English

US Intelligence, Inc.

Edward Snowden's leaks of US classified information have demonstrated how little control there may be over individuals within the intelligence community. More important, Snowden's revelations have highlighted the extent to which the US government has handed over responsibility for highly sensitive programs to for-profit entities.

SINGAPORE – Among the stories and rumors prompted by Edward J. Snowden’s leaking of classified material – whistleblowing or treason, depending on where you stand – the revelations that may actually lead to a policy change concern the extent to which private companies now carry out intelligence gathering and analysis in the United States.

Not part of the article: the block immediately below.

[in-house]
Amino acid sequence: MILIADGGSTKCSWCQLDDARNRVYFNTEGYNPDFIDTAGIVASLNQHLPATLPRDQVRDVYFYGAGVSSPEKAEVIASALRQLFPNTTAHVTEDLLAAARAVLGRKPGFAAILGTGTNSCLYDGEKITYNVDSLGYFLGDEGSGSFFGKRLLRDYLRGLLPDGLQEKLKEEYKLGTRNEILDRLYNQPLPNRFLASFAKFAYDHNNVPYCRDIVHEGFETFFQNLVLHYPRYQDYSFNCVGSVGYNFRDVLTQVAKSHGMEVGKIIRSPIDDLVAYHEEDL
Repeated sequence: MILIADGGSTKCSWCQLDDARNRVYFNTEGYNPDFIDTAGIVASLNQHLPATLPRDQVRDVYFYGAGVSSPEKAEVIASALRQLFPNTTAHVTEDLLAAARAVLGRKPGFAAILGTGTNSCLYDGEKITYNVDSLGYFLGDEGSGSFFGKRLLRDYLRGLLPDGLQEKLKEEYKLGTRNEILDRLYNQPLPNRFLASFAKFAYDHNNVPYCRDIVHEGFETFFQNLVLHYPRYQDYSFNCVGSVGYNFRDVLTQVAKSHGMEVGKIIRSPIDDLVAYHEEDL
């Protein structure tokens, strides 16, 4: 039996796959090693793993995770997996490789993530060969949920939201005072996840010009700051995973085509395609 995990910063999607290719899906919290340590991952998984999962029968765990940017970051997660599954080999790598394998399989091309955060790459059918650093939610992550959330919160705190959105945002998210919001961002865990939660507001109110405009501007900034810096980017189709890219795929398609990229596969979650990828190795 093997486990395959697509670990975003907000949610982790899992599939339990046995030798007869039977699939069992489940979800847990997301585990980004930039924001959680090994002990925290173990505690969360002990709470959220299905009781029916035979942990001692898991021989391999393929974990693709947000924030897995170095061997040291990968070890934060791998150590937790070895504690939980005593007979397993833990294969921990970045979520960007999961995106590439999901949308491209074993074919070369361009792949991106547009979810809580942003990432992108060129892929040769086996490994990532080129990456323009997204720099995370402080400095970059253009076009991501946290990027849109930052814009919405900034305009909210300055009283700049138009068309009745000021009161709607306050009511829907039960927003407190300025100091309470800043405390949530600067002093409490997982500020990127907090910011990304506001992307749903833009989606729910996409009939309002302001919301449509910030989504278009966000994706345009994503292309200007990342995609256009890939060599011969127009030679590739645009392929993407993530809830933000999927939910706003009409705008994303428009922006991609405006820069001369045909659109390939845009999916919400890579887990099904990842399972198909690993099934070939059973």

Around a third of the 1.4 million people with “top secret” US security clearances are contractors, according to the Office of the US Director of National Intelligence. We now know that this includes individuals like Snowden, whose hiring and firing by the technology consultancy Booz Allen Hamilton is itself the subject of an investigation.

Intelligence contracting is an industry worth tens of billions of dollars, and companies like Booz Allen have made it central to their business models, staffing their executive suites with former senior intelligence officials. Booz Allen’s current vice chairman, Mike McConnell, left the company to serve as Director of National Intelligence from 2007 to 2009, returning to the firm immediately after stepping down.

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